William Hill Announces Shop Closure Plans in Wake of FOBT Crackdown
William Hill Plc has become the first land-based bookmaker doing business in the United Kingdom to formally announce its plans to close betting shops in response to the UK’s betting-cap crackdown targeting the country’s widespread fixed-odds betting terminals, or FOBTs. William Hill plans to close approximately 700 shops, resulting in a loss of approximately 4,500 jobs.
William Hill is the first Brit betting company to formally announce its plans, though a wave of such closures has been predicted since the FOBT wagering cap was approved in 2018 and went into effect earlier this year. William itself said back in March that as many as 900 shops would be closed. Rival betting company Ladbrokes, now a part of GVC, is also widely expected to trim back its shop presence at some juncture.
As for the Hills, the company issued a brief statement acknowledging the pending closures:
Media Statement – Consultation on Shop Closures
William Hill has entered into a consultation process with retail colleagues over plans to close around 700 licensed betting offices. This follows the Government’s decision to reduce the maximum stake on B2 gaming products to £2 on 1 April 2019. Since then the company has seen a significant fall in gaming machine revenues, in line with the guidance given when the Government’s decision was announced in May 2018.
A large number of redundancies is anticipated with 4,500 colleagues at risk. The Group will look to apply voluntary redundancy and redeployment measures extensively and will be providing support to all colleagues throughout the process.
Subject to the outcome of the consultation process, shop closures are likely to begin before the end of the year.
While all these closures are likely to occur in the next six months, the company has yet to offer any list of the shops that are expected to get the axe.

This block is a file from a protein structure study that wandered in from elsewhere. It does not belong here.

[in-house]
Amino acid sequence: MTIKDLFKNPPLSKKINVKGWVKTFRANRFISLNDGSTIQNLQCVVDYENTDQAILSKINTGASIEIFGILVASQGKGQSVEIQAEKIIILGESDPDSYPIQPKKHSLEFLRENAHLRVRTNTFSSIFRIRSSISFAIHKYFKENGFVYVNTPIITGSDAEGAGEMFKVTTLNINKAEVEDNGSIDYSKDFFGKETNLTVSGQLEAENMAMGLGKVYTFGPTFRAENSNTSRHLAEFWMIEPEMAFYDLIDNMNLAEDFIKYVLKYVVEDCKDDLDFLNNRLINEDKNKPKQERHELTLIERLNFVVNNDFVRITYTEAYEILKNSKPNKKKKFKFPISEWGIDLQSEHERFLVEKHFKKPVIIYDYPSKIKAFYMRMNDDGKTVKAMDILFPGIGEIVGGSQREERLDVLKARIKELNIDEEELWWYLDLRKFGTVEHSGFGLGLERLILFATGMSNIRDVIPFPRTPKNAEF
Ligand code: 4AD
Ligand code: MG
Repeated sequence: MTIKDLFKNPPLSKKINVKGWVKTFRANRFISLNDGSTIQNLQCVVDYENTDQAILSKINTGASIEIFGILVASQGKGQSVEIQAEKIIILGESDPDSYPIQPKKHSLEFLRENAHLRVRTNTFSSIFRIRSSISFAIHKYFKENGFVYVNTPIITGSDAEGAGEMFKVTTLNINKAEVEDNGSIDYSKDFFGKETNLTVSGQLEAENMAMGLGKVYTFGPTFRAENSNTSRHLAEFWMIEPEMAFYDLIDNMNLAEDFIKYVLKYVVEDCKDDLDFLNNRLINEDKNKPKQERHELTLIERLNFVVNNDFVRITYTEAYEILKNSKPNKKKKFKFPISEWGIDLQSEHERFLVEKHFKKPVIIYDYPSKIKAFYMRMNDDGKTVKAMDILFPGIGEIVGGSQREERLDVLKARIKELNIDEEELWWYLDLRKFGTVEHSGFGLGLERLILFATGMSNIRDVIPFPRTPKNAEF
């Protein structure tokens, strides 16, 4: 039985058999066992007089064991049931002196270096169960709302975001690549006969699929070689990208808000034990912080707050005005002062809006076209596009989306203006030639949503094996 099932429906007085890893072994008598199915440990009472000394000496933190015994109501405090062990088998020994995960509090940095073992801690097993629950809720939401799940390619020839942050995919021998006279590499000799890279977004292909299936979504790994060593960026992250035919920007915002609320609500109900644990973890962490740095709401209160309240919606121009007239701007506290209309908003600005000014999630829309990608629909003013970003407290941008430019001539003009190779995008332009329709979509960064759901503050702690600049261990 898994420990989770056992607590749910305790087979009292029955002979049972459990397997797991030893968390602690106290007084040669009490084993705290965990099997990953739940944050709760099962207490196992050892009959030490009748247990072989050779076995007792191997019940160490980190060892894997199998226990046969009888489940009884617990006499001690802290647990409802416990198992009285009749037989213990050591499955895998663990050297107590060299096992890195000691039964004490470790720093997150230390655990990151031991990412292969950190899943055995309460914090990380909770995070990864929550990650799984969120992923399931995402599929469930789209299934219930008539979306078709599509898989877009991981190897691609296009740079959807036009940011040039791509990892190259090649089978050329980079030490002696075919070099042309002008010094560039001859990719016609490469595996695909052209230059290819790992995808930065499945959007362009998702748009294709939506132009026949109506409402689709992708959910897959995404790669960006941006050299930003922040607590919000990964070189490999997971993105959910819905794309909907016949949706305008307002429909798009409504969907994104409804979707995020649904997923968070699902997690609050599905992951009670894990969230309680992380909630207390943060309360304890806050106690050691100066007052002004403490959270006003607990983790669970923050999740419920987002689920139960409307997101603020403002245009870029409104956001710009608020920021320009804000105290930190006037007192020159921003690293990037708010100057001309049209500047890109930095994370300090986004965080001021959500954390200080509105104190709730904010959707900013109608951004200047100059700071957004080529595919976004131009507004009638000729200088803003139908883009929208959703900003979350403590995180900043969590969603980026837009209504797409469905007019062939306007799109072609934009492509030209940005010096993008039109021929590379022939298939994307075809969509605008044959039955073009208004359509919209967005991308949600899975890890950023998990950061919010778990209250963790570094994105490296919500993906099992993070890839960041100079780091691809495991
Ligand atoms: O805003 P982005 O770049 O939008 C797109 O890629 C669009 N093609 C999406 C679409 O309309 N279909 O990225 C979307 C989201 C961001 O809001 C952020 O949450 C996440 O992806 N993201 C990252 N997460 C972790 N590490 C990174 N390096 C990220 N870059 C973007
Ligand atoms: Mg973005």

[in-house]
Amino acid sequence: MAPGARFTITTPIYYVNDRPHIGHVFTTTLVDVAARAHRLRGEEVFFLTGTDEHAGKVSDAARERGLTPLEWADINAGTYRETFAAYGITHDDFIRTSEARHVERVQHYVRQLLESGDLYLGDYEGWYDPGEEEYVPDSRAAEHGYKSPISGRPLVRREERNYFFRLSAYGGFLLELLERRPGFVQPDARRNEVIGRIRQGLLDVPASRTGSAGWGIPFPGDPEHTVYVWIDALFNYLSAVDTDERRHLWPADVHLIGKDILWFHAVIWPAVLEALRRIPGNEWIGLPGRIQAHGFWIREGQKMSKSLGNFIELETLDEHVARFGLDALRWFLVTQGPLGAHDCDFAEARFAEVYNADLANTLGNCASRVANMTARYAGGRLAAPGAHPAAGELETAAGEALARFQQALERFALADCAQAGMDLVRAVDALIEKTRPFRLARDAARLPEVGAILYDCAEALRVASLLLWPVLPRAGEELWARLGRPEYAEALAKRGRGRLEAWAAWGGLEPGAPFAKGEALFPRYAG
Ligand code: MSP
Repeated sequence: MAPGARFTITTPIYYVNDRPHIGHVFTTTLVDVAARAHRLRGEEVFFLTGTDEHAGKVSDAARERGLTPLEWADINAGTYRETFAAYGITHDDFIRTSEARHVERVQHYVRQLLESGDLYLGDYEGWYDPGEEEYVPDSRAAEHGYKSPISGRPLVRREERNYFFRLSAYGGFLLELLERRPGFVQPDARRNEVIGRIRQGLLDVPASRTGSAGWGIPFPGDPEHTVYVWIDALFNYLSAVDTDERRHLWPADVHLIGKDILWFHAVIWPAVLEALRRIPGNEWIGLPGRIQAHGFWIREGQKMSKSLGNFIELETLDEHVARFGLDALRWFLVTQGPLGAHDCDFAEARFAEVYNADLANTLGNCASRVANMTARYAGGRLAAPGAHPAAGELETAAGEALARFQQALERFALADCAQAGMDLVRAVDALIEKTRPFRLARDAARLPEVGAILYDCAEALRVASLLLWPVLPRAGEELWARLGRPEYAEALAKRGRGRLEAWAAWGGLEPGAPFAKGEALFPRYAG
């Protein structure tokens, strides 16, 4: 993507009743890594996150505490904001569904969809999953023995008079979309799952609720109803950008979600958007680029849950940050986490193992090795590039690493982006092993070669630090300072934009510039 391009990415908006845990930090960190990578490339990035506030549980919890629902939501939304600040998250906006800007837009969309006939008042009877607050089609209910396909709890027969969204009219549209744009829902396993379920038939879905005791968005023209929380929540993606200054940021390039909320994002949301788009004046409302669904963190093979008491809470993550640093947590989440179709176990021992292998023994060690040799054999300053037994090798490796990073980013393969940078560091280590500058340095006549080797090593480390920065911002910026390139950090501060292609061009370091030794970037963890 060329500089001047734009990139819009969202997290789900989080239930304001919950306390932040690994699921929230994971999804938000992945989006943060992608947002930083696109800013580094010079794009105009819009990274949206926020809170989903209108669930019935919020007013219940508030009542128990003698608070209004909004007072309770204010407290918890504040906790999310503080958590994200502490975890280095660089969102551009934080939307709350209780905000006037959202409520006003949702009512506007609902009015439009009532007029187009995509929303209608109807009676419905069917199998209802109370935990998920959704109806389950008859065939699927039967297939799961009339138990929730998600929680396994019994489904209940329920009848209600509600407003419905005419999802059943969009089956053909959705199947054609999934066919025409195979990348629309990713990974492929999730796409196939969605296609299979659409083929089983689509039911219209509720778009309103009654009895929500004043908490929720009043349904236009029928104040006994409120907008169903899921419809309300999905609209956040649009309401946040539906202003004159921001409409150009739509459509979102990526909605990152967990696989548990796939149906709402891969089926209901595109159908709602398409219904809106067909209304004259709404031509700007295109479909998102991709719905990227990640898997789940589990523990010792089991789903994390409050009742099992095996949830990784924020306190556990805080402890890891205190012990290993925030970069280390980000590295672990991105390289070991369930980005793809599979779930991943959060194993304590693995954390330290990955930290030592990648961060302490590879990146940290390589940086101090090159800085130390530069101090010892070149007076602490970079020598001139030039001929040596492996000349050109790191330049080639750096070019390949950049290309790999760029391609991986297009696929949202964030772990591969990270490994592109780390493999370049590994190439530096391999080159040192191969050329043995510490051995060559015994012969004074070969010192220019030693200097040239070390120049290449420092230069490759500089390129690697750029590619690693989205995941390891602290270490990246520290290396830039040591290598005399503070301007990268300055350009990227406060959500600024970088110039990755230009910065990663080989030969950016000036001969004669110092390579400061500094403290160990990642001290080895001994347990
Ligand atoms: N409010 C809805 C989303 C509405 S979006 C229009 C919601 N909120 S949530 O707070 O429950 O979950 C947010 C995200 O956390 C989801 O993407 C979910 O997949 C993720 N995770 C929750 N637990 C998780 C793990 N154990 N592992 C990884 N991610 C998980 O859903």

Ladbrokes has also projected — but has yet to formalize — plans to close 900 or so shops, while somewhat smaller brand Betfred has projected up to 500 shop closures. Industry analysts and British mainstream media outlets continue to estimate an overall hit to the shop-based side of Great Britain’s industry at between 9,000 and 12,000 jobs. In percentage terms, perhaps on fourth of all brick-and-mortar shops may close, a testament to how important the FOBT revenue flow has been for these shops’ survival.
Former UK sports minister Tracey Crouch, who was one of the leading anti-FOBT members of Parliament, shed a few crocodile tears when informed of William Hills’ announcement. As he told the Guardian, itself a frequent fount of anti-gambling rhetoric:
“While I am sorry to hear of job losses, the truth is there was huge overinflation in the number of bookmakers on our high streets because of the profit-making capacity of FOBTs.
“The closures shouldn’t only be blamed on stake changes though – that would be too simplistic.
“There has been consolidation within the industry and a drive from the bookmakers themselves to less costly online gambling for some time now and mass closures were predicted in the industry-funded KPMG report, even without stake reductions.”
Crouch is indeed partly correct, at least as much in that many operators continue shifting operations more and more online. The FOBT crackdown has served to hasten that transition.